One of the best occurrences for anyone who works for a partnership, whether it be focused on engineering, finance, technology, or any other business, is the opportunity to become a partner in such company. This was generally such person’s main goal when joining the business, but there are many questions to be considered when considering becoming a partner. The most important issue that arises is, what are the consequences, both positive and negative, from being a partner? Below are a few items to consider:

  1. Type of Partnership. Generally speaking, depending on the size and complexity of the company, there are many different types of partnerships. Some well established and complex partnerships contain different types of partners (e., senior partners and junior partners, or managing partners and non-managing partners), which is very important to consider when deciding what will occur if the person decides to become a partner. In smaller partnerships, this may not be an issue. However, it is always an important idea to review, or have an outside attorney review, the governing documents of the partnership to completely understand the type of partnership being considered.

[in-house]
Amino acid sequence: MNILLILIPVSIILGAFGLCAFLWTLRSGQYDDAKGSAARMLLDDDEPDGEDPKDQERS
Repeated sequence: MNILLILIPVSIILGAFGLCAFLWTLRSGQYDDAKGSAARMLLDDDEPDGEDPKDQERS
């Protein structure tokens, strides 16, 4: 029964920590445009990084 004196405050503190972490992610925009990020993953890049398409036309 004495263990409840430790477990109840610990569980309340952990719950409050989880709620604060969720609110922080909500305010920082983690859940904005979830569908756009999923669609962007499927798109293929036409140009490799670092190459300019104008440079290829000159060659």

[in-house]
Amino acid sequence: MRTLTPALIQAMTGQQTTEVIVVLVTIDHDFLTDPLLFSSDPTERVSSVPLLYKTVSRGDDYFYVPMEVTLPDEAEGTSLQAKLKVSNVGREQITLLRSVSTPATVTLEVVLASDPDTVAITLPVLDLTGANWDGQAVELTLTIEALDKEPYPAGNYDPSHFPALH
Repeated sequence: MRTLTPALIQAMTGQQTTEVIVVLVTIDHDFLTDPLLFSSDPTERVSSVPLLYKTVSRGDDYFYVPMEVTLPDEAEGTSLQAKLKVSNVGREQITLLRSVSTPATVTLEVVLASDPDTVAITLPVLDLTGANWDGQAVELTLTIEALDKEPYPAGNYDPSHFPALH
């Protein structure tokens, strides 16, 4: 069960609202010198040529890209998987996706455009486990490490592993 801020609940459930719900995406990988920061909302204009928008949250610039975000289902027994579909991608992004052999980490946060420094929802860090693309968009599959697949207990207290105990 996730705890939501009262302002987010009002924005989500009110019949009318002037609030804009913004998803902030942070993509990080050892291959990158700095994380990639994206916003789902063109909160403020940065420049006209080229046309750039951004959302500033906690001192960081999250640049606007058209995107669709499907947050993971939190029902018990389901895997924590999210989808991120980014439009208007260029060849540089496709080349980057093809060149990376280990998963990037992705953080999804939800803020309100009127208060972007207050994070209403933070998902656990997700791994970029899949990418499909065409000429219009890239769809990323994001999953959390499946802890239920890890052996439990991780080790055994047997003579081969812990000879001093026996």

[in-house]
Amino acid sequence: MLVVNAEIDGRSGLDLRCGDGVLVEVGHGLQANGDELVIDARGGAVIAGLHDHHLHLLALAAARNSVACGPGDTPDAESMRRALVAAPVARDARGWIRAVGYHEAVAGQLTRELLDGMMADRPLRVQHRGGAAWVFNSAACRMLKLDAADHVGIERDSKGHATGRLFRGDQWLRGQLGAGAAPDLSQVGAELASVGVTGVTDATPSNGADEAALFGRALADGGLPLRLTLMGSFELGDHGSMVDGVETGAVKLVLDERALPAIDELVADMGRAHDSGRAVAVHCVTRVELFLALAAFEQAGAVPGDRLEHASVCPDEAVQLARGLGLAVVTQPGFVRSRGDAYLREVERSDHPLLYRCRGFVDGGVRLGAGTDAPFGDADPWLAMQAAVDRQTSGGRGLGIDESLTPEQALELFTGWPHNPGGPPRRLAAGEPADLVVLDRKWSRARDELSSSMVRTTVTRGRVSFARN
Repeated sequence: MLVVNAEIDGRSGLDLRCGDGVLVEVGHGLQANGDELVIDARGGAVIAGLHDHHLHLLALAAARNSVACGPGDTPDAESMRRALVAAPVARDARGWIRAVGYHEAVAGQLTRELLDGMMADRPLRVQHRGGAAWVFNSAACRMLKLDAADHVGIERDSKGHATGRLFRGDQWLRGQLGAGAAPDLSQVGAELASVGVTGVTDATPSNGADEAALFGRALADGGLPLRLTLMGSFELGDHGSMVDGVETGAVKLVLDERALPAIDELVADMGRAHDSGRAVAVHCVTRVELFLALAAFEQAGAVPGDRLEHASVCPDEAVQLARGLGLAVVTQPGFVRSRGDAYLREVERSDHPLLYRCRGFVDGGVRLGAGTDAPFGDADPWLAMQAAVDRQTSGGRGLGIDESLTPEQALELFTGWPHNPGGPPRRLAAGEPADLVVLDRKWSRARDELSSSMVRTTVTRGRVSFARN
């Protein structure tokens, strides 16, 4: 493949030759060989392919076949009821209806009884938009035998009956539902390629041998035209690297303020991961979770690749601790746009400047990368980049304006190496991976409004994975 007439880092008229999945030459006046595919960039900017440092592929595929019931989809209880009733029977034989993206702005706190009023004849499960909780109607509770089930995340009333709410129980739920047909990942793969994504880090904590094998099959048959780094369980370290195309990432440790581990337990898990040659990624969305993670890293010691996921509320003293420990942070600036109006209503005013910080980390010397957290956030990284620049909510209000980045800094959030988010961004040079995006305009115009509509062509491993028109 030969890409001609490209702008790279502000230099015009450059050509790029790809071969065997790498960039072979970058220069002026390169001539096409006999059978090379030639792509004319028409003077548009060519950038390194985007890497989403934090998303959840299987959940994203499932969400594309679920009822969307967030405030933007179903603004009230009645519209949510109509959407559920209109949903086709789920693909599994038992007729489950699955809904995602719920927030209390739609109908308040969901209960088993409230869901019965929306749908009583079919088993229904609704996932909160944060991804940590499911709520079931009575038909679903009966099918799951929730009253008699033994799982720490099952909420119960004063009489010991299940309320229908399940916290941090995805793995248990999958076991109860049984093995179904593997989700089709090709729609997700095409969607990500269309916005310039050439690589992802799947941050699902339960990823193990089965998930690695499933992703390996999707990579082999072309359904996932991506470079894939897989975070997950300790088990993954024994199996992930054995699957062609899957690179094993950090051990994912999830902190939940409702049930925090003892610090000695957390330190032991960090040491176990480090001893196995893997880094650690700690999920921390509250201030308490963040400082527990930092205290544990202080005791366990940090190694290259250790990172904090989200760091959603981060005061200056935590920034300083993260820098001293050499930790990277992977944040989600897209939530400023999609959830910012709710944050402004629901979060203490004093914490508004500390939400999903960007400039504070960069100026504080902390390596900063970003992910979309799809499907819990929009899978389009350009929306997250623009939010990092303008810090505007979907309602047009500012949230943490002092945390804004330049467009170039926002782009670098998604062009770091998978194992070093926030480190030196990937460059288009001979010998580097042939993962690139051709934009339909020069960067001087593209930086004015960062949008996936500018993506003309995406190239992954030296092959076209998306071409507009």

2. Rights of Partners. One of the most important issues with the type of a partnership is what rights does a new partner have (or not have). Particularly in large, complex partnerships, new partners do not have the same rights of older, more experienced partners. This can relate to voting rights, income rights (including caps for amounts to be received by the new partner for a period of time), and payment requirements (which are based on the value of the company and the governing documents of the partnership). These facts need to be known by the prospective partner, so as to allow the prospective partner to consider all positives and negatives to becoming a partner.

  3. Valuation of Company. As noted above, the valuation of the company is very important with regard to determining whether or not to become a partner. The higher the value of the company, the higher the buy-in will be. However, if the value of the company is quite high, then the potential profits in the future will also be much higher than in a lower valued company. Consequently, the valuation of the company is a very important aspect to consider when determining whether to join a partnership.

  4. Potential Profits or Losses. Finally, the prospective partner must also consider the potential profits or losses that such person would receive in the future if he or she became a partner. As previously mentioned, this is often tied to the complexity and size of the partnership. Partnerships that are large and complex provide a chance for a much higher profit than smaller partnerships, but such large and complex partnerships may limit the prospective partners rights to receive a large amount of such profits for a particularly long period of time. Small, newer partnerships may not include such limits, but could also lead to less profit, or even losses, for such prospective partner if the business is not successful. Consequently, it is always best for a prospective partner to discuss these and any other issues with its counsel before deciding whether to become a partner.

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